The University of Texas Rio Grande Valley

UTRGV School of Medicine

When you come to a fork in the road, take it...

“When I woke up this morning, I dragged a sensor across my head and found my cells at night had gone awry. For some reason, cancerous cells were going amuck on my 120th birthday. I went upstairs and my tri-corder, confirming the findings, simultaneously rid me of my neoplasm in seconds. No one spoke yet I received contented, celebratory statements until I boarded my inflatable starship at ‘Just Read the Instructions’ to start the day with the first of 10 pan-galactic house calls.

How is that for 2115 Rio Grande Valley medicine! It has all the makings of sci-fi but not too far from reality, maybe a 100 years from now. Not all that unbelievable like the unbelievably fast year that has passed since Susan and I were warmly welcomed to the Valley. And yes, we are glad that when we came to that fork in the road, we took it.

As we celebrate our first year I wake up thinking about how y’all will celebrate UTRGV School of medicine’s 100-year anniversary. But in our present reality, we deal with daily events and developments – each one bringing us closer to the dream of opening the doors of the institution that will transform the lives of South Texans.

President Guy Bailey and I have been using this word “transform” a lot in reference to UTRGV and the UTRGV School of Medicine, yet I can think of no better word when it comes to improving lives through our initiatives in education and health. The creation of a new school of medicine is a tall order, requiring talent and dedication on the part of many and, in the making of the medical school; we have been blessed with many blessings. Let’s count them …

  • We begin with the hospitals in the Valley’s cities - all working with us to establish on-site training and residency programs for our first cohort of 50 medical students, who will begin classes in fall 2016. They joined us in our efforts to attain accreditation of our undergraduate medical education program by the Liaison Committee on Medical Education, our M.D. degree program by the Texas Higher Education Coordinating Board, our residency programs by the Accreditation Council for Graduate Medical Education, and our continuing professional education initiatives also have to have approval from the Accreditation Council for Continuing Medical Education … You get the picture. With their support, they are part of the new culture of excellence in medical education in the Valley.
  • Another blessing is our faculty. I could not have asked for a better cadre of scholars than those at UTRGV. The accreditation work is grueling – yet all agree, it is equally, if not more, invigorating. All the faculty is committed to our goal of providing education that is state-of-the-art in terms of the advancing the science of medicine with technology in concert with a humanistic approach.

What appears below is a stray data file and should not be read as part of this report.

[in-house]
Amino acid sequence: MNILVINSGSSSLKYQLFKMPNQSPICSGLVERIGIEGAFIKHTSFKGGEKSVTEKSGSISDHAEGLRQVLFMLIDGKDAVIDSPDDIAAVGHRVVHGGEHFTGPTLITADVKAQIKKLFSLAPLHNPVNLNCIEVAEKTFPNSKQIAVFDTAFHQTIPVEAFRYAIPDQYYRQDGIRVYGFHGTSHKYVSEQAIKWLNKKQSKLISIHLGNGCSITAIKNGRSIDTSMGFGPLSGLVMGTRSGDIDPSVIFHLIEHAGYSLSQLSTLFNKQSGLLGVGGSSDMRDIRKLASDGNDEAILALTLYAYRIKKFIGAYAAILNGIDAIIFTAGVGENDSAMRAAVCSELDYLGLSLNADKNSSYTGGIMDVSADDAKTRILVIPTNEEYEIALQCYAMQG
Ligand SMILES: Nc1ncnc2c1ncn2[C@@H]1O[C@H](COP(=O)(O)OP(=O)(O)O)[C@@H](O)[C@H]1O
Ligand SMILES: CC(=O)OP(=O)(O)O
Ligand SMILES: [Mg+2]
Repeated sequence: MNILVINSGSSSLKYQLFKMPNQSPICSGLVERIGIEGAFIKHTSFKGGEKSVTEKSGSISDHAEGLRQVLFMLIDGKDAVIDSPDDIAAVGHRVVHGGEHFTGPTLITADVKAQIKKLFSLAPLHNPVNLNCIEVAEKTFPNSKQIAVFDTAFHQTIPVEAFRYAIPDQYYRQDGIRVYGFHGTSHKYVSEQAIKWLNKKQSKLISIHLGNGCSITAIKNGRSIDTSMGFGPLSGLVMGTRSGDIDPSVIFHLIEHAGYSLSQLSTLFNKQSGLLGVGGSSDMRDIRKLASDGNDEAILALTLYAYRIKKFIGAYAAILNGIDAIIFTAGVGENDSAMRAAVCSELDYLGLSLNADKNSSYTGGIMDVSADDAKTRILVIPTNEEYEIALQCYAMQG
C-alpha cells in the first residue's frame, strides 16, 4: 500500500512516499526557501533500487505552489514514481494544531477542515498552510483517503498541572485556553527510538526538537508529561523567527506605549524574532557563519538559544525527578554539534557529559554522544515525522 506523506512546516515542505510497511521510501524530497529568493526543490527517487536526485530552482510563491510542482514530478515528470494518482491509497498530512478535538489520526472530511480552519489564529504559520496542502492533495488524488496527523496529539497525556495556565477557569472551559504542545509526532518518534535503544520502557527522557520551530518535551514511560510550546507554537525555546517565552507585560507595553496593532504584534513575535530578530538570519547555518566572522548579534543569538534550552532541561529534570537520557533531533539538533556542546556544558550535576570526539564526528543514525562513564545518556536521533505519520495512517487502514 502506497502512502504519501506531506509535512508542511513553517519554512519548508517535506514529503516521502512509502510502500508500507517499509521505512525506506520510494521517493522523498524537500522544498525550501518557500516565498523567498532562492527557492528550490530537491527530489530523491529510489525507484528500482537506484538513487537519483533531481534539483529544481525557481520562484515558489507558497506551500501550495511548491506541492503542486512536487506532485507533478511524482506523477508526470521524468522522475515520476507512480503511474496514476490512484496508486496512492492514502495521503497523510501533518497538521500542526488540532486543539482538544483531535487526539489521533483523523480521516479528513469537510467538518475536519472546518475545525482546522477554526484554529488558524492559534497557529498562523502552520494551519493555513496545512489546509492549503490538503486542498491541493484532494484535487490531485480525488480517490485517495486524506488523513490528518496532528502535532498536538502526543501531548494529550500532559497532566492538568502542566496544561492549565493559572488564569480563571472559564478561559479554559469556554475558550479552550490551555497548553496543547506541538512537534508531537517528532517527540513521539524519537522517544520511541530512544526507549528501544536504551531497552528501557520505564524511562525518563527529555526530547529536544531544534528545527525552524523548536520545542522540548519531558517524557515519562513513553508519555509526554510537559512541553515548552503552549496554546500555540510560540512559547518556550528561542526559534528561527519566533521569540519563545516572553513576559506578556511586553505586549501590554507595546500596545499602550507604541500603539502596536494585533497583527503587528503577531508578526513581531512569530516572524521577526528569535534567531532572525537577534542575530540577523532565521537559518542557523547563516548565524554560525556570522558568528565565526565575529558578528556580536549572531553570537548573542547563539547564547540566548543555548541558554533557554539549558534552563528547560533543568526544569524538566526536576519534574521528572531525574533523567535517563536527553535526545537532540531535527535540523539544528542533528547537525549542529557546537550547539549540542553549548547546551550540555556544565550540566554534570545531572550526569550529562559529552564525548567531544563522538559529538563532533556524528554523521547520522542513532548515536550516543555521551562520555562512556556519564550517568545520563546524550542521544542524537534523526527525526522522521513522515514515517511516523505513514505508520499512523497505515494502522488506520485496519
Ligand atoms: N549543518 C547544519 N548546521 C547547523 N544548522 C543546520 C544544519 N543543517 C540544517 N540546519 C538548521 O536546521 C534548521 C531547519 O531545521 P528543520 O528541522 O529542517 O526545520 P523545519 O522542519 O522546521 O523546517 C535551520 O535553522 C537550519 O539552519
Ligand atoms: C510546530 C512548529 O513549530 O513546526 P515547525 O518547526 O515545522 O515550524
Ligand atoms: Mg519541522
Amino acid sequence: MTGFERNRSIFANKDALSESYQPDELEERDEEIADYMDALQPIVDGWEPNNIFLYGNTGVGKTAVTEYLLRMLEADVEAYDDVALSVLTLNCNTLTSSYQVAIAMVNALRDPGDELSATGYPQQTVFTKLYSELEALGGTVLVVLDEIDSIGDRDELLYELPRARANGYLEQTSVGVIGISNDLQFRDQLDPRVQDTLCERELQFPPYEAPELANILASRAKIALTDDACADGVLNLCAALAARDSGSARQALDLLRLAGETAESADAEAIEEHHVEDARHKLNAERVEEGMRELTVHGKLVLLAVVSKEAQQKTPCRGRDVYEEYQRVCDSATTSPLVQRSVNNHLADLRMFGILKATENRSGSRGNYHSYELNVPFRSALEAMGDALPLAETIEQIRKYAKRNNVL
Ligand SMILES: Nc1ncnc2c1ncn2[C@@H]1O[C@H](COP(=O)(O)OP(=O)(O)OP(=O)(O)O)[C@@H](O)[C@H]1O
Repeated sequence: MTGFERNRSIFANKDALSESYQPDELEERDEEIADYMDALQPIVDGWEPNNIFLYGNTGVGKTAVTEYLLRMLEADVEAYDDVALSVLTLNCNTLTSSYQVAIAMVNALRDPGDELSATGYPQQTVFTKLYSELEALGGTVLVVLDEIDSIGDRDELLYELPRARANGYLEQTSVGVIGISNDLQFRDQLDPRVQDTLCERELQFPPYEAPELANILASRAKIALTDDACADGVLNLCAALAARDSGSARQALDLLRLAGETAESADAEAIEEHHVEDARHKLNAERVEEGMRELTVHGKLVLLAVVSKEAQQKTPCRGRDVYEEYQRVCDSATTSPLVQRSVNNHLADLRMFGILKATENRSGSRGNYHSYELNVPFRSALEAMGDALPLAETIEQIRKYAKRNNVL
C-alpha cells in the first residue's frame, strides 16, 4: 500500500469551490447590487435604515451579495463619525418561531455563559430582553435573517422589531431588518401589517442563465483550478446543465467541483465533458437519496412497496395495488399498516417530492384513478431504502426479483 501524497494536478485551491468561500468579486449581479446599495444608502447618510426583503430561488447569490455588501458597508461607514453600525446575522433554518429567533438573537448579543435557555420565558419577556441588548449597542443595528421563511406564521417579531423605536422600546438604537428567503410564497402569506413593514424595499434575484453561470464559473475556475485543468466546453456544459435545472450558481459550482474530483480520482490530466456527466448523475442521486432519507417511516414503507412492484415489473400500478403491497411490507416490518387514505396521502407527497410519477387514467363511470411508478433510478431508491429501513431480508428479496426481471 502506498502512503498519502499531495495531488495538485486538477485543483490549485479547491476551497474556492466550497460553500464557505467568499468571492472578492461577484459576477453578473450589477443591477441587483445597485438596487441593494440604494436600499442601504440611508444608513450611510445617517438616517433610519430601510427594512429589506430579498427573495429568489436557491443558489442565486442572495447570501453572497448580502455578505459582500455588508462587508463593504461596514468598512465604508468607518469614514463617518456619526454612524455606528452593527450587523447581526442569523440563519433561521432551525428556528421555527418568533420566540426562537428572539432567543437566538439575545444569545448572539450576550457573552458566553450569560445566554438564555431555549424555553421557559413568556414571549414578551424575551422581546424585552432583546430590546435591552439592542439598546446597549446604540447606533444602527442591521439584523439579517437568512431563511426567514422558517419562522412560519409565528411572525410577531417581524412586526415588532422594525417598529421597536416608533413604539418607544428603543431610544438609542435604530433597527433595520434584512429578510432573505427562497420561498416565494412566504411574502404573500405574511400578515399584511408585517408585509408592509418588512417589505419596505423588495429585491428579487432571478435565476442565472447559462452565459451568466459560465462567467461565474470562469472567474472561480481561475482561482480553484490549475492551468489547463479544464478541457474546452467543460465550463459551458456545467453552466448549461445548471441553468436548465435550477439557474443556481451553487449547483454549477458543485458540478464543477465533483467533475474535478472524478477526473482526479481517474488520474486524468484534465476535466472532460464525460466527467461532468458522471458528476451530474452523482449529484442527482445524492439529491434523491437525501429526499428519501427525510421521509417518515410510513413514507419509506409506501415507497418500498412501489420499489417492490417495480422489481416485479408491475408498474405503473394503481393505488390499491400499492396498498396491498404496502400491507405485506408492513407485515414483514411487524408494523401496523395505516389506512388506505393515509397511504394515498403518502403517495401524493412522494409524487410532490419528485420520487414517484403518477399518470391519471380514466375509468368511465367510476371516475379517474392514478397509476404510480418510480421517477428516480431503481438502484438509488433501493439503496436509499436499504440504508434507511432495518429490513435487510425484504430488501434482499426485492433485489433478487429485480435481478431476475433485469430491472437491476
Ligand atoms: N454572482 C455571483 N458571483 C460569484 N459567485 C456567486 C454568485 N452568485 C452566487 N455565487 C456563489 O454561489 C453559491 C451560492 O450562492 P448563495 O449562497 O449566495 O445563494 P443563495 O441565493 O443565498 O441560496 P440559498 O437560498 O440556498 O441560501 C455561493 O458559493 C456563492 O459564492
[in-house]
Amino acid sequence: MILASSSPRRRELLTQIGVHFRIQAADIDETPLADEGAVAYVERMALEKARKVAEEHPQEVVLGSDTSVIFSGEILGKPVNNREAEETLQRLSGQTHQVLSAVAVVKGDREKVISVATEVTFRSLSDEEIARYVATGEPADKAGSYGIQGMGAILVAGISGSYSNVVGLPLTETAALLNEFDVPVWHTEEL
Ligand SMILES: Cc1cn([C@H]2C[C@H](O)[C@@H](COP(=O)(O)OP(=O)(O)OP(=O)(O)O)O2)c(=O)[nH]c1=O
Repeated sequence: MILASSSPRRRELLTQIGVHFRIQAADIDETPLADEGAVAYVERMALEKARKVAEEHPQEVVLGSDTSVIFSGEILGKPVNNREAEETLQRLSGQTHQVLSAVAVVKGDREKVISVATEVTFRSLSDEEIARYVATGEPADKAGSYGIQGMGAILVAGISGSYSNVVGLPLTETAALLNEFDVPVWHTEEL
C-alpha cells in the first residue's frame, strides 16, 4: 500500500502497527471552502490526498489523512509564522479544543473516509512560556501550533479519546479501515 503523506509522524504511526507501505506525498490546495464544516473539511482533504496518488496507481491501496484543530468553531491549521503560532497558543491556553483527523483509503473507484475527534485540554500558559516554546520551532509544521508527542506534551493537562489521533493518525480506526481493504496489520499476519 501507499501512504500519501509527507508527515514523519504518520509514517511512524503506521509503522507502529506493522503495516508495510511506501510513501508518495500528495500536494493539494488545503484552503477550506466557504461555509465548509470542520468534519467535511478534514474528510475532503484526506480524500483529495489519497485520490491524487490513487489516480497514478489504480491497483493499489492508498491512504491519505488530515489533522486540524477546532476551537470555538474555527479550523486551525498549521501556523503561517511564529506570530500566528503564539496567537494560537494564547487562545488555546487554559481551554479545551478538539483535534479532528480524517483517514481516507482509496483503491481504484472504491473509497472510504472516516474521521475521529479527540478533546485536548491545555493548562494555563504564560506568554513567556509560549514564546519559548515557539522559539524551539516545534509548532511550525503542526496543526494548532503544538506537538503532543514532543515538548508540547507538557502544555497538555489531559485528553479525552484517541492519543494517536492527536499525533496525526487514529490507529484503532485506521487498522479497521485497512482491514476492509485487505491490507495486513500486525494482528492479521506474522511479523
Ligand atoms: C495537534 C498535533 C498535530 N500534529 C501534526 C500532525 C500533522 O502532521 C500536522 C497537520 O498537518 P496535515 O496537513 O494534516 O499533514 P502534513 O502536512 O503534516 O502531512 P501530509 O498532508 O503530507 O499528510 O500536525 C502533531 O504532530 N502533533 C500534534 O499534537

• An added blessing is all the individual investments and philanthropic foundation support we have been the beneficiaries of. Within weeks of my arrival, Dr. William C. Head, M.D., a distinguished orthopedic surgeon from Dallas, granted the medical school its first major contribution – a $600,000 gift to establish the Jean Marie Rodriguez-Ayers Scholarship – to benefit UTRGV’s inaugural class of medical students. Others followed and in one year, we are 40% to our goal for a debt-free inaugural class.
  • With a combined $4,523,342 in grants from Valley Baptist Legacy Foundation, Methodist Healthcare Ministries, H-E-B, United Health Foundation fostering interprofessional, team based care and our research initiatives, we are off to a great start. Now add the $4,750,000 from Hidalgo County, and the cities of McAllen, Edinburg, Mission and Pharr to support our medical school programs to maintain its high level of excellence and expand promising programs to build the medical school of the future and our learning environment will be second to none.

On the day I was announced, I said what I said…and meant what I said,

“I am excited and humbled by this tremendous opportunity to build the UTRGV School of Medicine into a world-class educational center. The chance to build a medical school from the ground up in a region as richly diverse and wonderful as South Texas is a dream come true.”

We will value the richness of this heritage in the Valley’s communities along with the core principles of our blueprint for success DEPTH (Diversity, Excellence, Professionalism, and Total Health). Our program ethos prioritizes social responsibility, respect, dignity, sensitivity, sensibility, advocacy and community service – all in the service of improving health at the individual and community level.

As I go around the country, I often get asked, “How are you going to do all this? How are you going to do all this by 2016? How are you going to do this in the Valley?” As I close my first year in the Valley and suffer through withdrawal from the Florida Grapefruit League Spring Training, I guess I have baseball on my mind. In 1973, the New York Mets were 10 games out of first place.

Yogi Berra was coaching them and was asked about their chances that year. In true form to Yogi, he replied:

“It ain’t over till it’s over.”

The Mets went on to rally and on the next to the last day of the season, won the Division Title.

The communities that welcomed us, rallies around us every day to make the medical school come true. And then, in my own words, “To be part of an initiative like this that will have so much impact, it is a once-in-a-lifetime experience … I promise you, I will not let you down.”  So to use another Yogi malapropism,

“We have DEPTH”. 

Thank you for the honor of serving you.

Dr. Francisco Fernandez
Inaugural Dean, School of Medicine and Vice President for Medical Affairs